Air quality typically is one of the most misunderstood facets of heating, cooling and ventilation in homes. In this blog I will address dust particulate.
What is circulating in your home? We all make a lot of assumptions. Dust, human or animal hair, mold, bacteria, viruses, off gasses from materials…the list is almost endless. Stop and think about it for a moment. From home to home there can be vast differences. Do you have animals in the home, are your windows open when the weather is comfortable, do you take off your shoes when you come in the house or do you stamp your feet creating an almost invisible dust cloud and continue on into the home? Is your home constructed recently and especially with new composite materials.
First think in terms of small particulate such as dust and how do you catch that dust. If it is suspended in the air and it is close enough to a return air duct it might make its way back to the furnace or air handler. If that particulate is large enough, different quality air filters can catch and hold that particle. If the particulate does not make it to the return air duct it is most likely to settle on any surface of the home or office.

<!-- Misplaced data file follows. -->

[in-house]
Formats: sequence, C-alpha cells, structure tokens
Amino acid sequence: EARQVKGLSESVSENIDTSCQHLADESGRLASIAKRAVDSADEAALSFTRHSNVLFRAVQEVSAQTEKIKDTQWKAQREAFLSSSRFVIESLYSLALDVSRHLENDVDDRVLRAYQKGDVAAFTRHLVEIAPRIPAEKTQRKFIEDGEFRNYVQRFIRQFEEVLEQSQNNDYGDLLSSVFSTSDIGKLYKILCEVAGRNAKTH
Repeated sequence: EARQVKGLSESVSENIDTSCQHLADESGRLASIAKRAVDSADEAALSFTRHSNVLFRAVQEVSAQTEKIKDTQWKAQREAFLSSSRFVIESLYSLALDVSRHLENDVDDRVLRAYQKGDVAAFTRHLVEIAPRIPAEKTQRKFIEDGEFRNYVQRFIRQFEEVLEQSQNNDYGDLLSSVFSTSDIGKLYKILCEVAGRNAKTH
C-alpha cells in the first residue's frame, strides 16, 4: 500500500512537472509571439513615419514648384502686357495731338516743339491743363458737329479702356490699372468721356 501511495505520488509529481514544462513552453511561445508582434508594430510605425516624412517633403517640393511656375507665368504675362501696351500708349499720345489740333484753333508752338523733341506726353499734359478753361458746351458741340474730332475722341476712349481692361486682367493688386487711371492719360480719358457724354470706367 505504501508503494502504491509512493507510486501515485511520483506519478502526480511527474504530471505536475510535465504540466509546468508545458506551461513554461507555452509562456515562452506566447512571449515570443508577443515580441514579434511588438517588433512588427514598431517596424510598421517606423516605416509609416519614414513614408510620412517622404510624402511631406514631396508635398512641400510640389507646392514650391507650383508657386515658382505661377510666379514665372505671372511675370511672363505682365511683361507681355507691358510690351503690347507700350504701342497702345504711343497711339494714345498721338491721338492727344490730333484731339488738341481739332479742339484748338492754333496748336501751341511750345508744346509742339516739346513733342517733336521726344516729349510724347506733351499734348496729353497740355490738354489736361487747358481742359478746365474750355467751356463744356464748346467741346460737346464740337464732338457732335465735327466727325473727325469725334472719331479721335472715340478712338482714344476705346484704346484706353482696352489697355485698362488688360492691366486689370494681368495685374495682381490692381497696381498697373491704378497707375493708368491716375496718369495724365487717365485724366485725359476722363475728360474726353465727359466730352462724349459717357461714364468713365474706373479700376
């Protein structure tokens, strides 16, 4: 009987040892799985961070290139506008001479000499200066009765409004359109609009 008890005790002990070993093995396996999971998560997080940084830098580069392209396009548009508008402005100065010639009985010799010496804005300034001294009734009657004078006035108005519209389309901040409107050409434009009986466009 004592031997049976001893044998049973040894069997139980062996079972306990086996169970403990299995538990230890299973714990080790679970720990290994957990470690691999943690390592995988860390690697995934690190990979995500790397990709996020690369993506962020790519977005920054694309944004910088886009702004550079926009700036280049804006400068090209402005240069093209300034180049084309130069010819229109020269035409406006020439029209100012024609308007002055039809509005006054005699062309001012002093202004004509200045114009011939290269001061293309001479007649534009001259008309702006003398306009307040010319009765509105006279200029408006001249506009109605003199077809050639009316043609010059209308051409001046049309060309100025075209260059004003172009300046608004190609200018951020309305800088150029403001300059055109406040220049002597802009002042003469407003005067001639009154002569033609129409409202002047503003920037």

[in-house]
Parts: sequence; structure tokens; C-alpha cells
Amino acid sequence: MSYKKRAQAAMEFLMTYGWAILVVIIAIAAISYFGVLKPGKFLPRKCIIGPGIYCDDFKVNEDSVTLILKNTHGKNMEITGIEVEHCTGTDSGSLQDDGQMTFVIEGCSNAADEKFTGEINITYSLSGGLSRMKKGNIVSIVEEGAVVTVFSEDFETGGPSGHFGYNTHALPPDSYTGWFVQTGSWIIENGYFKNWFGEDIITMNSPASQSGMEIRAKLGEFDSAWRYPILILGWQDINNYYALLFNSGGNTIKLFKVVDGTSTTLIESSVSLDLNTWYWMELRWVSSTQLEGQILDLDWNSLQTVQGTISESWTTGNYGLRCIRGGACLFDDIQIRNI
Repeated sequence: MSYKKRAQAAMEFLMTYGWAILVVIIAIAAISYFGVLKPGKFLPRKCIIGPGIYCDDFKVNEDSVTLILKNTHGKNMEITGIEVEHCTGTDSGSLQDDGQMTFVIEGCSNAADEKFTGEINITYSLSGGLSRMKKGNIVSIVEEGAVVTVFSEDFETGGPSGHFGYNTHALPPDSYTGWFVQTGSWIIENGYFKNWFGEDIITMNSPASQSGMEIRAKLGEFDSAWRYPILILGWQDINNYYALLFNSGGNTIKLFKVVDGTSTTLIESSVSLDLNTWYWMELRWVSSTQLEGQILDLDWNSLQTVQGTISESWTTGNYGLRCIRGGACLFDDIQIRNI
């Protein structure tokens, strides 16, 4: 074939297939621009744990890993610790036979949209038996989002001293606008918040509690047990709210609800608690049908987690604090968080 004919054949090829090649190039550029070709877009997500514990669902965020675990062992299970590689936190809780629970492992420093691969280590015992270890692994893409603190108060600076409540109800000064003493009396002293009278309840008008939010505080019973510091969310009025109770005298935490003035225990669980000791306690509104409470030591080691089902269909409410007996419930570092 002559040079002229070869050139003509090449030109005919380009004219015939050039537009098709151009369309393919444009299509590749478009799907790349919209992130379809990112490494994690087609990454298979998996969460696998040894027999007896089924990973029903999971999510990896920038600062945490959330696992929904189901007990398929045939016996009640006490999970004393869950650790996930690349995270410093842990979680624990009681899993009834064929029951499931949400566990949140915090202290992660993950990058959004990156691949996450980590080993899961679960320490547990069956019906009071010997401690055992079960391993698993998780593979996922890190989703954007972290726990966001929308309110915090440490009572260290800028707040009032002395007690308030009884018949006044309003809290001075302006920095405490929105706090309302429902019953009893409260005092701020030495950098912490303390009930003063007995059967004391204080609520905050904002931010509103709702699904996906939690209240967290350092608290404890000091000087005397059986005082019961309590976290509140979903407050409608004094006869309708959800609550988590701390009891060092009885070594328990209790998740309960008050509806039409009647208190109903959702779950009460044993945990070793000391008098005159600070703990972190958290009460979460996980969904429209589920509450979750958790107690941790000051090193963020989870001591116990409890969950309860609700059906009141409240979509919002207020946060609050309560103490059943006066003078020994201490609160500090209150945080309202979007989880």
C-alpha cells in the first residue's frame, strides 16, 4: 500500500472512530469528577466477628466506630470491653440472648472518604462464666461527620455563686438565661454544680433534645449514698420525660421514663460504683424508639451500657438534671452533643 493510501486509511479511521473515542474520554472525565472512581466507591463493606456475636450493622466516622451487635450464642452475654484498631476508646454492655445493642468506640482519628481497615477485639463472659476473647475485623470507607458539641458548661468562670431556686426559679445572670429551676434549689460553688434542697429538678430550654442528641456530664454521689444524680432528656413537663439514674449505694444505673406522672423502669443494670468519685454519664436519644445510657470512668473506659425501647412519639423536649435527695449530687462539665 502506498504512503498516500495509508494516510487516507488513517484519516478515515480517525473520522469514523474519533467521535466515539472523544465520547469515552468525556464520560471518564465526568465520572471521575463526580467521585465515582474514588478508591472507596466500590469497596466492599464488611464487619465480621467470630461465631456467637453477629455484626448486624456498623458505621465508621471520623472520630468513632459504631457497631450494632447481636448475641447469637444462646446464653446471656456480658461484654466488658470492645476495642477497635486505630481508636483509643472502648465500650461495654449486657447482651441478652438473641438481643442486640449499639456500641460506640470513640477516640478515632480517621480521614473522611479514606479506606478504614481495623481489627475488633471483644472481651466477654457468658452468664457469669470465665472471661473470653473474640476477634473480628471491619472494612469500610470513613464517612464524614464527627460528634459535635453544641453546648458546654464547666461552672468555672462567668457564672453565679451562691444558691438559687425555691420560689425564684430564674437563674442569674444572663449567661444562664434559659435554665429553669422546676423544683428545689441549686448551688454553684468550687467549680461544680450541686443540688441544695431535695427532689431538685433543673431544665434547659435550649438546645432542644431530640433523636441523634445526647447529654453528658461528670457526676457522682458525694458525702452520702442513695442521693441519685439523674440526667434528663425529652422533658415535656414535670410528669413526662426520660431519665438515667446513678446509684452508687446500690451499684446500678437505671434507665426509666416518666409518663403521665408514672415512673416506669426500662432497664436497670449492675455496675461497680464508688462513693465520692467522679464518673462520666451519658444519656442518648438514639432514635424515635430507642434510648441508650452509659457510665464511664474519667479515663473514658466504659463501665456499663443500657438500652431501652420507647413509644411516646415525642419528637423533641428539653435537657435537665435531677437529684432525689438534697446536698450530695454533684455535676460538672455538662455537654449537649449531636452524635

This is not the fault of the air filter or your furnace or air handler if you find this dust on surfaces in your home or office. It is just the nature of particulate and its weight wanting to fall and settle. In most homes and offices, we see Merv 8 air filters which will trap most dust particulate. There has been a move because of public awareness of other contaminants in the air and the move to Merv 11, 13 and Heppa filters. These are far more dense and expensive air filters and they can lead to a drop or restriction of air flow which can stress especially most residential systems and lead to premature failure of your ventilation equipment. In one of next blogs, I will address alternatives to dealing with contaminants other than dust particulate.